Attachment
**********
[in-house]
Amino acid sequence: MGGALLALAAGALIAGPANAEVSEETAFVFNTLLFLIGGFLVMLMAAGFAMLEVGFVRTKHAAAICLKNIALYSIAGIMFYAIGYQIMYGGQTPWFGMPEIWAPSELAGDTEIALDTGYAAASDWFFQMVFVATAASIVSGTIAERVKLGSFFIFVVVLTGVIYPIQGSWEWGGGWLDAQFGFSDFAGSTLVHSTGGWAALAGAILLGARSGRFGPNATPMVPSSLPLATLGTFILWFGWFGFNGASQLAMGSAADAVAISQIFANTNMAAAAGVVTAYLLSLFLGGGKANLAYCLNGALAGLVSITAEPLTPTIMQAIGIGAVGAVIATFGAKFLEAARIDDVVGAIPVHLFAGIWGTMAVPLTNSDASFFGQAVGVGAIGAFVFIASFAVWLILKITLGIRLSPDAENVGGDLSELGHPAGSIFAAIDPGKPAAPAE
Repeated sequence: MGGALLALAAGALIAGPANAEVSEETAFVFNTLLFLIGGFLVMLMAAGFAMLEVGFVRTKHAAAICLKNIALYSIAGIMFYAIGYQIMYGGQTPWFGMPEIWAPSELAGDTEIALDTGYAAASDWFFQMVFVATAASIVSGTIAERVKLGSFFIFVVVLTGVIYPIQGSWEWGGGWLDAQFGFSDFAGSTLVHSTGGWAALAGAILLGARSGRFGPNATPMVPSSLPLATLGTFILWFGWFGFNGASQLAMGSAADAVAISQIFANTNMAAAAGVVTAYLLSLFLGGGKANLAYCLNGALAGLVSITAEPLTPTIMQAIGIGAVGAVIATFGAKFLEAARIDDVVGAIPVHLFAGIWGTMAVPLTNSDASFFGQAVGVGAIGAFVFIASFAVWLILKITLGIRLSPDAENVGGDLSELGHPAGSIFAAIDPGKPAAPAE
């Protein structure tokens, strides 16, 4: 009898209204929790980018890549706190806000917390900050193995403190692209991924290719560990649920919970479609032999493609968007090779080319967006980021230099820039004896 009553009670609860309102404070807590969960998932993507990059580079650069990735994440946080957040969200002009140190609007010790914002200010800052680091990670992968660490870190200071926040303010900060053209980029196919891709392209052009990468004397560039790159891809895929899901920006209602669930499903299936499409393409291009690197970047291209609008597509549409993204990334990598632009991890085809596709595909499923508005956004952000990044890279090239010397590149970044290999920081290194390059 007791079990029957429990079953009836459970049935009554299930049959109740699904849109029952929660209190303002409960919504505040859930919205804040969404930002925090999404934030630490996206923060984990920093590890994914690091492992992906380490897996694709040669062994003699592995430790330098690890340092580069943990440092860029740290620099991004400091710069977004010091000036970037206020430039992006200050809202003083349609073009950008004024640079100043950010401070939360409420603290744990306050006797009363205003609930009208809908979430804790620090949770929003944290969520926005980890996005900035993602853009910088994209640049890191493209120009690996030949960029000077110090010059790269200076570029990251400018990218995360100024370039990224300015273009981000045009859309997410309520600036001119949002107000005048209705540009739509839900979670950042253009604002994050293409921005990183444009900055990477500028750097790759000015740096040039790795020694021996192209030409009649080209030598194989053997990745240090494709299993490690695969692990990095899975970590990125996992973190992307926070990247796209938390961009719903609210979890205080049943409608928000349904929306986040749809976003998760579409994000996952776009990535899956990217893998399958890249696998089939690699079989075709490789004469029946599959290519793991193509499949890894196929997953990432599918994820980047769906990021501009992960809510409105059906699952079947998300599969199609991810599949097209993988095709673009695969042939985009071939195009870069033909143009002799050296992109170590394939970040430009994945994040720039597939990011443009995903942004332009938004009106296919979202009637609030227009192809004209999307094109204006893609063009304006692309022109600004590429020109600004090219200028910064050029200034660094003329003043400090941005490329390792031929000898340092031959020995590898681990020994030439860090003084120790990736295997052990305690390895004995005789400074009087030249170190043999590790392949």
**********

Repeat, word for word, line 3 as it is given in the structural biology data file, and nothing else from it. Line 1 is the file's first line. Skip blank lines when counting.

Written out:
Repeated sequence: MGGALLALAAGALIAGPANAEVSEETAFVFNTLLFLIGGFLVMLMAAGFAMLEVGFVRTKHAAAICLKNIALYSIAGIMFYAIGYQIMYGGQTPWFGMPEIWAPSELAGDTEIALDTGYAAASDWFFQMVFVATAASIVSGTIAERVKLGSFFIFVVVLTGVIYPIQGSWEWGGGWLDAQFGFSDFAGSTLVHSTGGWAALAGAILLGARSGRFGPNATPMVPSSLPLATLGTFILWFGWFGFNGASQLAMGSAADAVAISQIFANTNMAAAAGVVTAYLLSLFLGGGKANLAYCLNGALAGLVSITAEPLTPTIMQAIGIGAVGAVIATFGAKFLEAARIDDVVGAIPVHLFAGIWGTMAVPLTNSDASFFGQAVGVGAIGAFVFIASFAVWLILKITLGIRLSPDAENVGGDLSELGHPAGSIFAAIDPGKPAAPAE